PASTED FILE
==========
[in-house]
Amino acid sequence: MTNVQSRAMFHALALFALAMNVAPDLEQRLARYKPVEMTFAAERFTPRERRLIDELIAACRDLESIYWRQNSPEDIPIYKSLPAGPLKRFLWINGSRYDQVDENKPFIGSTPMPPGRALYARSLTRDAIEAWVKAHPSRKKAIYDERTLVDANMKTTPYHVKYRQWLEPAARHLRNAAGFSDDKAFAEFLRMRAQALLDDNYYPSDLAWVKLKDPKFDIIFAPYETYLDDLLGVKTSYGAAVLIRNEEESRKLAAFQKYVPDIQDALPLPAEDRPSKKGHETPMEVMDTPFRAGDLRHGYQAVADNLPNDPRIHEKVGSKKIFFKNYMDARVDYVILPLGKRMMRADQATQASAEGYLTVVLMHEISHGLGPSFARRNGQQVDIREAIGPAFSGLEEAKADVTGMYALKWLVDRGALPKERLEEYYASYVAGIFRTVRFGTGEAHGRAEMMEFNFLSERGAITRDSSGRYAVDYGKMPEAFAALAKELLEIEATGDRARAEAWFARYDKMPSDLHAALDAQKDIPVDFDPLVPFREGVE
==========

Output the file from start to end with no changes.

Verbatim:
[in-house]
Amino acid sequence: MTNVQSRAMFHALALFALAMNVAPDLEQRLARYKPVEMTFAAERFTPRERRLIDELIAACRDLESIYWRQNSPEDIPIYKSLPAGPLKRFLWINGSRYDQVDENKPFIGSTPMPPGRALYARSLTRDAIEAWVKAHPSRKKAIYDERTLVDANMKTTPYHVKYRQWLEPAARHLRNAAGFSDDKAFAEFLRMRAQALLDDNYYPSDLAWVKLKDPKFDIIFAPYETYLDDLLGVKTSYGAAVLIRNEEESRKLAAFQKYVPDIQDALPLPAEDRPSKKGHETPMEVMDTPFRAGDLRHGYQAVADNLPNDPRIHEKVGSKKIFFKNYMDARVDYVILPLGKRMMRADQATQASAEGYLTVVLMHEISHGLGPSFARRNGQQVDIREAIGPAFSGLEEAKADVTGMYALKWLVDRGALPKERLEEYYASYVAGIFRTVRFGTGEAHGRAEMMEFNFLSERGAITRDSSGRYAVDYGKMPEAFAALAKELLEIEATGDRARAEAWFARYDKMPSDLHAALDAQKDIPVDFDPLVPFREGVE